Wedding To Remember
- Published on Tuesday, 12 April 2005 20:21
- Written by Lauren McSherry - Town Crier Staff Writer
It's generally accepted that when betrothed couples pick out their wedding bands, they do it together. Now, the same goes for engagement rings.
The days of popping the question and surprising the potential bride-to-be with a sparkling diamond ring are quickly fading.
The majority of couples decide on the engagement ring together, jewelers from six jewelry stores in Los Altos told the Town Crier. And after the couple chooses a specific design, it's typically custom-made.
However, when a suitor does buy an engagement ring on his own, he usually already knows what his beloved wants, said Ida Marcel Galati of Marcel Jewelers. That's because most women drop hints about their likes and dislikes.
Overall, the general consensus is: Don't purchase an expensive diamond ring for a woman unless you know exactly what her taste is. Most women would prefer to have a say in choosing the design of the setting and cut of the diamond, by far the most popular gem for engagement rings, jewelers said.
"Ninety percent (of women) want a diamond. And it has to be a large piece, nothing small," said Galati, who has worked as a Los Altos jeweler for 30 years.
Not only has the method of buying a ring changed, so has the knowledge about diamonds and settings that most customers bring with them when they consult a jeweler.
Leona Baciocco, a certified gemologist appraiser for Dean's Designs, has been in the jewelry business for 25 years. She observed that these days, most customers are more knowledgeable than customers from a decade or two ago, which she attributes to the rise of the Internet.
Couples surf the Web and educate themselves before visiting a jeweler, she said.
"They're most specific about what they desire in a diamond," said Ellen Yamane Flanagan, gemologist and owner of Yamane Jewelers. "We carry a wide variety of diamonds so that we can accommodate that."
Baciocco has also noticed that the man out to surprise his possible fiancee with a ring has become "more of a rarity."
"With most of our clientele, it's not a single person making that type of decision," she said.
But for the suitor determined to surprise his beloved without offending her taste, there is a safer option than purchasing the whole shebang.
He can pick out the diamond or gemstone and have it set in a simple mounting, said Gina Campi of Gleim Jewelers.
After he has popped the question, presented the ring and had his offer accepted, his bride-to-be can return to the jewelry store and pick out a mounting that suits her taste.
"If a gentleman wants to spring a surprise, he will come in alone and we will set (the diamond) in a simple setting which we will exchange back toward a setting that the bride will pick out herself," Flanagan said.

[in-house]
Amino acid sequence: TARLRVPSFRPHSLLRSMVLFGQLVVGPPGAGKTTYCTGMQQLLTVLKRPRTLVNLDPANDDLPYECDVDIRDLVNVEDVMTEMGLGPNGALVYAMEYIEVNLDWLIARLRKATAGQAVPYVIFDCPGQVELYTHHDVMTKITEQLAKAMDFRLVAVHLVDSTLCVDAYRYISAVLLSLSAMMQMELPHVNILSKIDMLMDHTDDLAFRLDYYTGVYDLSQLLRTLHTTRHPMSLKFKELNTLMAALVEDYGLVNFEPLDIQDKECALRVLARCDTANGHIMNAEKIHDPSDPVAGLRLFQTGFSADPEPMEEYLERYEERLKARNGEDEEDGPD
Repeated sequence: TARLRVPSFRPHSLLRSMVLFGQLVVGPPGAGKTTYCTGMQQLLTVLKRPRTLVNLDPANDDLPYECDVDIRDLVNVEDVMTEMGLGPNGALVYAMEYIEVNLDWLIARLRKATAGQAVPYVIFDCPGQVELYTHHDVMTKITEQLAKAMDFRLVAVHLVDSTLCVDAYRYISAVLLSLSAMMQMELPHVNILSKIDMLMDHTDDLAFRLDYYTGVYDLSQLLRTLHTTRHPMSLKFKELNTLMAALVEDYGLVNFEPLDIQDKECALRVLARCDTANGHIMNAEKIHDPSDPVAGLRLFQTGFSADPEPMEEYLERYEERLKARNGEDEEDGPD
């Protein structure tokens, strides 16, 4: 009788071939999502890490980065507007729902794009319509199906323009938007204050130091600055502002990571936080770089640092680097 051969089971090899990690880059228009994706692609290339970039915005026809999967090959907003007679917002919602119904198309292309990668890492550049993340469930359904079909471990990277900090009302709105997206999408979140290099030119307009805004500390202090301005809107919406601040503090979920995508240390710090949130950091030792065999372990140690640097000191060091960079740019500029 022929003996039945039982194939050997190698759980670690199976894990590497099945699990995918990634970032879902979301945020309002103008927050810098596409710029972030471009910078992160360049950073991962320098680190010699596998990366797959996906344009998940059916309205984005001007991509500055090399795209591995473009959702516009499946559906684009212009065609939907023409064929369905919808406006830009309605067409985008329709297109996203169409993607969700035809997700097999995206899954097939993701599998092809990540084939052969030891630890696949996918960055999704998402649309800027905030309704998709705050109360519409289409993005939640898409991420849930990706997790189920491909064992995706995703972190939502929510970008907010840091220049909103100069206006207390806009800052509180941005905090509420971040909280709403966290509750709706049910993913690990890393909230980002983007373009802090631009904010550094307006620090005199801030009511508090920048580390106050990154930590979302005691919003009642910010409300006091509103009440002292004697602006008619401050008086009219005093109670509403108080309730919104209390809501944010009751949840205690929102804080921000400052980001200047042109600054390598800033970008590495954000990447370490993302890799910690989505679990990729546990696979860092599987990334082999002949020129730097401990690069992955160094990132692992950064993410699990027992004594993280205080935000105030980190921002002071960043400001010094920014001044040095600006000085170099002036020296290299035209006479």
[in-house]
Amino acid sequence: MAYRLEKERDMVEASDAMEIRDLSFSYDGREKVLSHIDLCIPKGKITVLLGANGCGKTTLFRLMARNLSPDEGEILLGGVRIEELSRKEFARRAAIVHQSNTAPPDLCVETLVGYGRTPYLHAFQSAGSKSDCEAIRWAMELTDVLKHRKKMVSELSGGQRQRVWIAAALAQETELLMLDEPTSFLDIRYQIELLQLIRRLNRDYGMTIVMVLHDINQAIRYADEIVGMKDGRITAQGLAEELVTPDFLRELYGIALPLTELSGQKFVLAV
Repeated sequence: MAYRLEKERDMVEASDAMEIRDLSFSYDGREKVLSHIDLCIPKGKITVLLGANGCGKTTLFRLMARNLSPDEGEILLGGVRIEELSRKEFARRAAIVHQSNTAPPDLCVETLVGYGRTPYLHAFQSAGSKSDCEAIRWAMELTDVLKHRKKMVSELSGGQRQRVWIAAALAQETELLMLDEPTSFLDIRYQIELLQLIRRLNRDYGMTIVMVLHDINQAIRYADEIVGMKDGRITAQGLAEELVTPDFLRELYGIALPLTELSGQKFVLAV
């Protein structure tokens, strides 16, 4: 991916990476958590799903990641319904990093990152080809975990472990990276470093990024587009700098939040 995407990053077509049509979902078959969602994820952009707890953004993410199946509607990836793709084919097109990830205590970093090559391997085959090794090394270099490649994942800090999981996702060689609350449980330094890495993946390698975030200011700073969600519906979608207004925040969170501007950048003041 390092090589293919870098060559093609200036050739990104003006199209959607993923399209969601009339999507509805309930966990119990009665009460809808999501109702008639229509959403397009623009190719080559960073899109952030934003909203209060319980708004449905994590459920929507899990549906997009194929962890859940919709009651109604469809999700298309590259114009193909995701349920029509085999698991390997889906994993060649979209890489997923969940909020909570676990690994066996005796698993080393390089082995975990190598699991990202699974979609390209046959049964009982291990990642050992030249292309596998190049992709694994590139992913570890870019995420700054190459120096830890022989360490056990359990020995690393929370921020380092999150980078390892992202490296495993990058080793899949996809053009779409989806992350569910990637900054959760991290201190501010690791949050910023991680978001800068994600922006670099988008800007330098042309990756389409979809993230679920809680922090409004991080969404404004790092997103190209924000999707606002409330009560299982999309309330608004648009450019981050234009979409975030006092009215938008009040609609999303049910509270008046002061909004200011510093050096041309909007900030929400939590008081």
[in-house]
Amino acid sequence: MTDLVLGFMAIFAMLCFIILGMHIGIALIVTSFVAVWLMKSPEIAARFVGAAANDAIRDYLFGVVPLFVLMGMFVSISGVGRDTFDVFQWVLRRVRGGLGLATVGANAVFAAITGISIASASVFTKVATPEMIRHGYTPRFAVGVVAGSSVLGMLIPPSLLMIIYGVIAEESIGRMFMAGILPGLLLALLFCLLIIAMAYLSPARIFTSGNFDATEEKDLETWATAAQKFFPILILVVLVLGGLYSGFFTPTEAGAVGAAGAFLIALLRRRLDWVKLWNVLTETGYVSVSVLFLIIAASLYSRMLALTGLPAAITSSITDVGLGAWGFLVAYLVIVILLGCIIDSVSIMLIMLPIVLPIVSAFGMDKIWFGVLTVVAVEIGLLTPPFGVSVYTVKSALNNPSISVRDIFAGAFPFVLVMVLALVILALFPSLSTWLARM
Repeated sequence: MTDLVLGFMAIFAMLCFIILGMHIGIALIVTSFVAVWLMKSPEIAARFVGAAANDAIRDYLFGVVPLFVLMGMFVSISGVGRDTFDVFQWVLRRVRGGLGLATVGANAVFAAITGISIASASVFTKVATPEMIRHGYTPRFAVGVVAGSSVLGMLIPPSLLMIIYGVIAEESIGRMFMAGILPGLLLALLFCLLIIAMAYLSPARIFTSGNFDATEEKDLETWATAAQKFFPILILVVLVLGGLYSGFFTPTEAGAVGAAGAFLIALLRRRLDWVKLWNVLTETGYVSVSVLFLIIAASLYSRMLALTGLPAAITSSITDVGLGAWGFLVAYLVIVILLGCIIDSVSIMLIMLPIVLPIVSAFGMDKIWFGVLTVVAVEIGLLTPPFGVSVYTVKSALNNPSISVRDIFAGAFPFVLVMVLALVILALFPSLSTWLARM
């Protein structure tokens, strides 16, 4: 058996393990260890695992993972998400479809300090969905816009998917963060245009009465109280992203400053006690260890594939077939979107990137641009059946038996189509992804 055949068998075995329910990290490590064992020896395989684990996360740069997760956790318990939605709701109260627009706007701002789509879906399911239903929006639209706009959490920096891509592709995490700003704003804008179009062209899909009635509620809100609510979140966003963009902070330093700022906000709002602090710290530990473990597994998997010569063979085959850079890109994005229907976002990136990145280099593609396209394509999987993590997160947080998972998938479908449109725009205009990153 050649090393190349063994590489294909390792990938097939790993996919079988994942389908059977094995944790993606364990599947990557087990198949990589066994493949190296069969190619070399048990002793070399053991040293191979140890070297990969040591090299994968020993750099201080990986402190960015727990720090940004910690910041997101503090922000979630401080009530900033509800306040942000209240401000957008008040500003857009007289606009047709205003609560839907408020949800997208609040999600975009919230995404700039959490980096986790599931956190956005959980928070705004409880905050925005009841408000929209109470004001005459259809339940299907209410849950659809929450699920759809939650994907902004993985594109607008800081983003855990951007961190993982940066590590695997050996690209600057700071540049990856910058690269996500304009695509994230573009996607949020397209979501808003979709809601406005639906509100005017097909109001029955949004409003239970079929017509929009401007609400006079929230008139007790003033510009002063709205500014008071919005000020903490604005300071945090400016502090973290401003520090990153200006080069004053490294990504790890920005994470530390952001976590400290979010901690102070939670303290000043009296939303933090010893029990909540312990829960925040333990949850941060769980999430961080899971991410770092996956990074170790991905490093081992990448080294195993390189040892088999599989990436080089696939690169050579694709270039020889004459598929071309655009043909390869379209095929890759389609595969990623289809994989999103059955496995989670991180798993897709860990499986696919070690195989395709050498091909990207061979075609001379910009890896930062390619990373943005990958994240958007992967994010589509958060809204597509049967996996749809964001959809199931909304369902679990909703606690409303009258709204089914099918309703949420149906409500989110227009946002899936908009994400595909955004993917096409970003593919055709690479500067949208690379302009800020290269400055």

"Chances are a woman has a definite idea in mind," Campi said. "We help him surprise her, but either way, she definitely has an idea of what she wants."
Rachel Spivack, in charge of public relations for the Diamond Broker, said most couples are looking for a one- to two-carat diamond when they visit the First Street business.
She agreed that the Internet has changed how couples purchase diamonds.
"Today, the clientele truly is educated," she said. "What used to be the mystery behind a diamond is no longer."
She explained that a jeweler still sits down with a couple and explains all the facets of what determines whether a diamond is highly valued. There's the four Cs (carat, color, clarity and cut), but to ensure a quality diamond, consumers should purchase a diamond accompanied by a certificate from the Gemological Institute of America. The jewelry industry recognizes GIA grading as accurate and unbiased.
"It's a diamond's birth certificate," Spivack said.
If a couple expect to pick from a display of hundreds of engagement rings when they visit any Los Altos jewelry store, that expectation probably won't be met because Los Altos stores generally cater to customers who want handmade, custom-designed rings and those who have had a ring or precious stone passed down through the generations that needs a new mounting or to be reset.
One exception is Yamane Jewelers, which in addition to making custom-ordered rings, carries a selection of 100 engagement rings.
"We have a vast selection of wedding rings and wedding bands," Flanagan said, "because customers generally like to try on and feel what the rings are like."
Harold Yan, owner of Harold's Jewelry, calls himself a family jeweler. Unlike Yamane Jewelers, he has a limited stock of rings because most of his clients commission him to custom-make them.
"It's a local, old-fashioned business," he said. "Quite often, when people come in, they already know what they want. I help them in that direction."
Yan compared creating a specially made ring to building a house. First, you pick the stone.
"Each person is different, each ring is different," he said. "I custom-make the ring to fit the personality."
See jewelry store locations and contact information on page 43.